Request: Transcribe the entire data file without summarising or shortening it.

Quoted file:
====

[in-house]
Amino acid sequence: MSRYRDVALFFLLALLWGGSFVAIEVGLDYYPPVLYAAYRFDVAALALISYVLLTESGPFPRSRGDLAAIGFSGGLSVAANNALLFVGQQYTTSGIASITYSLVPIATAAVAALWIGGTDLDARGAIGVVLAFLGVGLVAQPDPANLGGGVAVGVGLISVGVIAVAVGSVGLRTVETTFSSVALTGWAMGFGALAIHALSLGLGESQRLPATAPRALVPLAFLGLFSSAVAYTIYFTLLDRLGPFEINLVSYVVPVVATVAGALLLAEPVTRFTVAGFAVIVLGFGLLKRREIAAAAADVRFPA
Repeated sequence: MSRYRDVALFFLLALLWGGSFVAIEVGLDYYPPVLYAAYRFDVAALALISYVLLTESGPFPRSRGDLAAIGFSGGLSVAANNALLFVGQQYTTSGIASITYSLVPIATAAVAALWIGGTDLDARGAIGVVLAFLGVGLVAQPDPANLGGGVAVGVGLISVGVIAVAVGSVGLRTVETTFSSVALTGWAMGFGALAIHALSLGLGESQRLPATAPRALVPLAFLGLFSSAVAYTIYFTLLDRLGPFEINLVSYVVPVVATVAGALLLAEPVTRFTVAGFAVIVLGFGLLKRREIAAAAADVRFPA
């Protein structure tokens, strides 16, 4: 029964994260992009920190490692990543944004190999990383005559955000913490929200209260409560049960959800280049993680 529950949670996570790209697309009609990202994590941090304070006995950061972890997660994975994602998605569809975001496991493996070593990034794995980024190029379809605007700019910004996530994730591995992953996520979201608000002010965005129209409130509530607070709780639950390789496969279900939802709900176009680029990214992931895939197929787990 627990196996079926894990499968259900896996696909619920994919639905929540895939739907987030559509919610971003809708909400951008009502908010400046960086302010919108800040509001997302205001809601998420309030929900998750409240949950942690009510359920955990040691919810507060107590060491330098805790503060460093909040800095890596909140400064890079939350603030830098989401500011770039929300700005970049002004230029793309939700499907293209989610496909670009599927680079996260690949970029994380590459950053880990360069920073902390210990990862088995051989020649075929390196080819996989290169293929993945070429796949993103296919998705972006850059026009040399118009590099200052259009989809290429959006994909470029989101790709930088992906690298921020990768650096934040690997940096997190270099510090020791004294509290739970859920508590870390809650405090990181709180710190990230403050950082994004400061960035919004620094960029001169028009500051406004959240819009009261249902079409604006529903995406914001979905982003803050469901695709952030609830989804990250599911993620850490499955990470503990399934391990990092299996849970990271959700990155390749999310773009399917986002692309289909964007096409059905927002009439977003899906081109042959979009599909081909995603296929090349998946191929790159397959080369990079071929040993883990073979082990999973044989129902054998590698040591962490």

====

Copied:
[in-house]
Amino acid sequence: MSRYRDVALFFLLALLWGGSFVAIEVGLDYYPPVLYAAYRFDVAALALISYVLLTESGPFPRSRGDLAAIGFSGGLSVAANNALLFVGQQYTTSGIASITYSLVPIATAAVAALWIGGTDLDARGAIGVVLAFLGVGLVAQPDPANLGGGVAVGVGLISVGVIAVAVGSVGLRTVETTFSSVALTGWAMGFGALAIHALSLGLGESQRLPATAPRALVPLAFLGLFSSAVAYTIYFTLLDRLGPFEINLVSYVVPVVATVAGALLLAEPVTRFTVAGFAVIVLGFGLLKRREIAAAAADVRFPA
Repeated sequence: MSRYRDVALFFLLALLWGGSFVAIEVGLDYYPPVLYAAYRFDVAALALISYVLLTESGPFPRSRGDLAAIGFSGGLSVAANNALLFVGQQYTTSGIASITYSLVPIATAAVAALWIGGTDLDARGAIGVVLAFLGVGLVAQPDPANLGGGVAVGVGLISVGVIAVAVGSVGLRTVETTFSSVALTGWAMGFGALAIHALSLGLGESQRLPATAPRALVPLAFLGLFSSAVAYTIYFTLLDRLGPFEINLVSYVVPVVATVAGALLLAEPVTRFTVAGFAVIVLGFGLLKRREIAAAAADVRFPA
């Protein structure tokens, strides 16, 4: 029964994260992009920190490692990543944004190999990383005559955000913490929200209260409560049960959800280049993680 529950949670996570790209697309009609990202994590941090304070006995950061972890997660994975994602998605569809975001496991493996070593990034794995980024190029379809605007700019910004996530994730591995992953996520979201608000002010965005129209409130509530607070709780639950390789496969279900939802709900176009680029990214992931895939197929787990 627990196996079926894990499968259900896996696909619920994919639905929540895939739907987030559509919610971003809708909400951008009502908010400046960086302010919108800040509001997302205001809601998420309030929900998750409240949950942690009510359920955990040691919810507060107590060491330098805790503060460093909040800095890596909140400064890079939350603030830098989401500011770039929300700005970049002004230029793309939700499907293209989610496909670009599927680079996260690949970029994380590459950053880990360069920073902390210990990862088995051989020649075929390196080819996989290169293929993945070429796949993103296919998705972006850059026009040399118009590099200052259009989809290429959006994909470029989101790709930088992906690298921020990768650096934040690997940096997190270099510090020791004294509290739970859920508590870390809650405090990181709180710190990230403050950082994004400061960035919004620094960029001169028009500051406004959240819009009261249902079409604006529903995406914001979905982003803050469901695709952030609830989804990250599911993620850490499955990470503990399934391990990092299996849970990271959700990155390749999310773009399917986002692309289909964007096409059905927002009439977003899906081109042959979009599909081909995603296929090349998946191929790159397959080369990079071929040993883990073979082990999973044989129902054998590698040591962490």